To understand the functional role and potential applications of QKI-derived vascular cells, a series of in vitro and in vivo functional assays were carried out. Day 3 miPS-SMCs transfected with QKI-6 for 48 h exhibited enhanced contractile capabilities compared to controls, indicating more functional cells (Fig. 6A). In order to study the tube-forming capacity of the cells, ECs and SMCs differentiated from iPSCs were transfected with a QKI-5 or QKI-6 overexpression vector, respectively, on day 3 of differentiation, and vascular tube formation assessed after 48 h of overexpression. QKI-derived vascular cells had significantly increased segment tube length and branch number in comparison to controls (Fig. 6B). Persistence of QKI-derived vascular structures was not assessed in comparison to controls, but due to the added stability VSMCs provide to vessels, we would hypothesise that these structures would have increased longevity in culture and would be less likely to degrade as quickly as controls or ECs alone.
In vivo, cells underwent QKI overexpression as described above and Matrigel plug assays on the flanks of C57BL6 mice demonstrated that both control (mCherry) and QKI-derived miPS-SMCs and miPS-ECs produced a significantly greater number of vascular structures per image than the PBS (vehicle) control. Remarkably, there was a significant increase in number of vascular-like structures present when QKI-5- and QKI-6-derived miPS-ECs and miPS-SMCs were combined versus mCherry-derived miPS-vascular cells (Fig. 6C,D). Immunofluorescence staining demonstrated incorporation of injected cells into vessel-like structures, successfully expressing CD144 and SM22 in vivo (Fig. 6E; Fig. S6).
VSMCs are highly heterogeneous cells and are derived from numerous developmental locations (Majesky, 2007). The origin of VSMCs has been shown to impact greatly on the development of vascular diseases such as atherosclerosis (Bennett et al., 2016; DeBakey and Glaeser, 2000). Here, VSMCs can act as protective stabilisers of the atherosclerotic plaque, while others dedifferentiate, proliferate and induce apoptosis in response to the local environment (Libby et al., 2011; Gomez and Owens, 2012). This can lead to plaque instability, rupture and further complications after therapeutic intervention such as in-stent restenosis (Qian et al., 2007; Alfonso et al., 2014). Other conditions that have a microvascular component, such as diabetes, are known to be potentiated by VSMC regression and loss (Montero et al., 2013; Beltramo and Porta, 2013).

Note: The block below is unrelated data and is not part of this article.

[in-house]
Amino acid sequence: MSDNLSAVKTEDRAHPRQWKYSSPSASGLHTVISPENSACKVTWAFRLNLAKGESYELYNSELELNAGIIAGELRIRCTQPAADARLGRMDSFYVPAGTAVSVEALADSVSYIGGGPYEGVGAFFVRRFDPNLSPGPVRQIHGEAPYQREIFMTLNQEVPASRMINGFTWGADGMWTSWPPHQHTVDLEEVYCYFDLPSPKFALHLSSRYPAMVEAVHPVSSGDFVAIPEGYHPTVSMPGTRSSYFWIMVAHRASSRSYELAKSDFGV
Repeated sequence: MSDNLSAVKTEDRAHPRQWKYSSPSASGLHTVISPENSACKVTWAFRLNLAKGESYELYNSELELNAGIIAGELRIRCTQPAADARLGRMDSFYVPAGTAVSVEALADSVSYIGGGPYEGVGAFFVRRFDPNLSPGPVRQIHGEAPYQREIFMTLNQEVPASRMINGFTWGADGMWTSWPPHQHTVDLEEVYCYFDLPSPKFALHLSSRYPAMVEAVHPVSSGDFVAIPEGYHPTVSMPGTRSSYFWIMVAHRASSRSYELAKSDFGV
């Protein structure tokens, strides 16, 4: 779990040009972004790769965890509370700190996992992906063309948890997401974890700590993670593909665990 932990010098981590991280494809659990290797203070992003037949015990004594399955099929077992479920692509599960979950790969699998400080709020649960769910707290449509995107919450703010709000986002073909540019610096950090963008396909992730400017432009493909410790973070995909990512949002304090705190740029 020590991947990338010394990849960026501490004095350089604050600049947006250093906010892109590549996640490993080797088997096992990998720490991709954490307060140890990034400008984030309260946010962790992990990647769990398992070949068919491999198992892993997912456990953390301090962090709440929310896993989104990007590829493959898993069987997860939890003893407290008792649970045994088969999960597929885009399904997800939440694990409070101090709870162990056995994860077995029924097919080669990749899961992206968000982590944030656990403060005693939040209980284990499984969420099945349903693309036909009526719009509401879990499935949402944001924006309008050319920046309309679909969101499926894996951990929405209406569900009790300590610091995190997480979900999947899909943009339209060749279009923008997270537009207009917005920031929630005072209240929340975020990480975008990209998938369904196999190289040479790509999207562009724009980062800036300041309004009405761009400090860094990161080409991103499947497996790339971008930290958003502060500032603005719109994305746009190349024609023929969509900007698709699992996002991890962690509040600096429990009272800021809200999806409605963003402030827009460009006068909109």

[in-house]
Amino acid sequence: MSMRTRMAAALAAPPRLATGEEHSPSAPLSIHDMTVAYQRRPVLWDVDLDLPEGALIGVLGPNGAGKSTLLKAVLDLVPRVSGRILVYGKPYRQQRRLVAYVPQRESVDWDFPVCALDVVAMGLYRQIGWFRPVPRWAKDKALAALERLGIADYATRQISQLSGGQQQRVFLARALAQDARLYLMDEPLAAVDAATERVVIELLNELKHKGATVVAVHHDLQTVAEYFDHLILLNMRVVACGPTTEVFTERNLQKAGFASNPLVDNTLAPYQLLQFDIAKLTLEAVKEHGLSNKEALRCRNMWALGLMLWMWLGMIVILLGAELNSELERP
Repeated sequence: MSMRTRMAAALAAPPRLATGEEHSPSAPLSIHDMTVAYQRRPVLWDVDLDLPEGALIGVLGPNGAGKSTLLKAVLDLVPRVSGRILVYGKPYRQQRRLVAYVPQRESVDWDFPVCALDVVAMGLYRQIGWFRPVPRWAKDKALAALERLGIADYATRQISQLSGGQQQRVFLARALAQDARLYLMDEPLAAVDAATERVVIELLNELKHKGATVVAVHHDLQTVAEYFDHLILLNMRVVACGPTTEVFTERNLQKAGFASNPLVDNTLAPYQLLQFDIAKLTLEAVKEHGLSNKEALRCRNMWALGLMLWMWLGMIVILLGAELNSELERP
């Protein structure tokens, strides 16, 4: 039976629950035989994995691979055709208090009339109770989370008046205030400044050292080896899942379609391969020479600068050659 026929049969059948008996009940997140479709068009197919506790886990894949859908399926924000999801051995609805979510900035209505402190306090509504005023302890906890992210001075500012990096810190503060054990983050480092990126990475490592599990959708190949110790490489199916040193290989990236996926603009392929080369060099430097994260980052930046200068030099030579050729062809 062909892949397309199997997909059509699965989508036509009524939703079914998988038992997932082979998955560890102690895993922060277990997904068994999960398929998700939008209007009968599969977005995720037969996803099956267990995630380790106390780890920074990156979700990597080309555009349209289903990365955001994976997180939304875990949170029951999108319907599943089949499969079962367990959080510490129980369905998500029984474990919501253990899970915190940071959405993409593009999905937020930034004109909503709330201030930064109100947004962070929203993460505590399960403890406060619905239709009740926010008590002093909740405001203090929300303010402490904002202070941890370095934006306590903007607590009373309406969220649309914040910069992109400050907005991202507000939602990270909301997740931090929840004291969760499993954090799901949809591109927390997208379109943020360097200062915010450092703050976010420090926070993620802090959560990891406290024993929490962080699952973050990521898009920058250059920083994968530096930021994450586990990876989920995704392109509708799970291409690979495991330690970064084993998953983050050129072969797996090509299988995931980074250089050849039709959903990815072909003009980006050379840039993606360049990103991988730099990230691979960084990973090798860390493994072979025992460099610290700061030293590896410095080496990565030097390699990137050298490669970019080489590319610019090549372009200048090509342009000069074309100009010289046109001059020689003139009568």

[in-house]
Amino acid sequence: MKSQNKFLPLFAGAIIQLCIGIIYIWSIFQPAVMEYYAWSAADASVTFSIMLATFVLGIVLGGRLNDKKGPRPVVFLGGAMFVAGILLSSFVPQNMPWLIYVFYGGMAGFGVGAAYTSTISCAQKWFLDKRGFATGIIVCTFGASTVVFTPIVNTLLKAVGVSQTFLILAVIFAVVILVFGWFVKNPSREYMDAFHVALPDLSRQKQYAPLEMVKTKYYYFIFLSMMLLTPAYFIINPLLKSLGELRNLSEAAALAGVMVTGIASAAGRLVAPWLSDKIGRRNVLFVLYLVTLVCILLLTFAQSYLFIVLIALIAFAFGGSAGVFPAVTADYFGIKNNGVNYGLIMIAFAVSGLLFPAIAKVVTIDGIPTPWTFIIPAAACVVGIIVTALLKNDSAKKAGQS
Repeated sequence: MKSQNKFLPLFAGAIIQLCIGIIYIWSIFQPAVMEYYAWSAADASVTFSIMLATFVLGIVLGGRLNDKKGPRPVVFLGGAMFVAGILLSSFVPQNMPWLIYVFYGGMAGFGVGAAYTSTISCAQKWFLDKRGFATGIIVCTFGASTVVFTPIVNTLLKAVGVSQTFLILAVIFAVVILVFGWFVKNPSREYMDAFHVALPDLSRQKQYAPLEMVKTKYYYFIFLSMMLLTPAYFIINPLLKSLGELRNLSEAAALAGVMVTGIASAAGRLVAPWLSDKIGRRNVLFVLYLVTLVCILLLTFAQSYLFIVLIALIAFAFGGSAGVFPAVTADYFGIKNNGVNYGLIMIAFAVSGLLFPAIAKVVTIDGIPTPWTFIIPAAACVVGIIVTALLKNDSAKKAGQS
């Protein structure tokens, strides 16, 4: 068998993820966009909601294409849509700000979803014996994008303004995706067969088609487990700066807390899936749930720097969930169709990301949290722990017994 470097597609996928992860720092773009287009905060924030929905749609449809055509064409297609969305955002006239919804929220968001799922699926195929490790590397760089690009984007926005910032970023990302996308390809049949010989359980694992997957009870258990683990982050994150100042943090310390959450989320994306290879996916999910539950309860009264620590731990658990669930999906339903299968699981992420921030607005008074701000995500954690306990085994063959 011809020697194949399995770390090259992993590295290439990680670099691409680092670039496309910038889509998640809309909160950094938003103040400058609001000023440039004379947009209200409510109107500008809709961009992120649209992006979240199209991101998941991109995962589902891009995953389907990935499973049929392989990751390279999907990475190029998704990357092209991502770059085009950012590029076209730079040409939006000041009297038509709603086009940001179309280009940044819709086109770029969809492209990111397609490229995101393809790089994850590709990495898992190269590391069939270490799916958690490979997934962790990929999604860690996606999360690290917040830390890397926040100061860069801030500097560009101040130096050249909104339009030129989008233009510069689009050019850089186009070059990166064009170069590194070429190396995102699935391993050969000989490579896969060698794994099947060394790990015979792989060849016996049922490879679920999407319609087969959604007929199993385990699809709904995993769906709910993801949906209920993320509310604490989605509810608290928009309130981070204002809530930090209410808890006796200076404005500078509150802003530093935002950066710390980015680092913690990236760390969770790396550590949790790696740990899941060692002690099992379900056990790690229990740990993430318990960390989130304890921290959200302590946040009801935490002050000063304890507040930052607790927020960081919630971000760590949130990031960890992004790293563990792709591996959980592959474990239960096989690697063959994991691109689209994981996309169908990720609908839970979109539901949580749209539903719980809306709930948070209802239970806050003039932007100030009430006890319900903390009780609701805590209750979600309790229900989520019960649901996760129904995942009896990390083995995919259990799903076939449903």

By understanding the developmental programming of VSMCs through investigation of transcriptional and epigenetic mechanisms of differentiation from iPSCs, we can identify novel therapeutic targets and produce innovative cell therapies for ischaemic disease.
Alternative splicing of mRNA allows the production of several protein products from one gene locus (Yabas et al., 2015). This largely impacts on the scale of genetic diversity and can occur in a cell- or tissue-specific manner in response to environmental cues. Alternative splicing allows for fine-tuning of complex cellular responses such as cell differentiation in health and disease (Nilsen and Graveley, 2010; Black, 2003; Modrek et al., 2001). In 2002, Noveroske et al., and in 2003 Li et al. detailed lethal blood vessel defects and loss of vessel integrity in mouse embryos null or deficient for the RBP QKI, respectively. These effects were due to loss of the QKI-5 splice site, resulting in an inability to remodel the yolk sac vasculature, a combination of poor EC development and a deficiency of VSMC recruitment and maturation (Li et al., 2003; Noveroske et al., 2002). This demonstrates the importance of QKI alternative splicing in successful embryonic development. In recent years, the mechanistic details of how QKI regulates splicing during differentiation has begun to be investigated. Fagg et al. detailed cross-regulation of the QKI isoforms in directing differentiation of myoblasts, while van der Veer et al. have shown that QKI is capable of regulating myocardin expression after arterial damage of adult SMCs (van der Veer et al., 2013; Fagg et al., 2017). Owing to the role of QKI in adult and embryonic vascular cells, we hypothesised that QKI could be involved in the differential fate of vascular cells.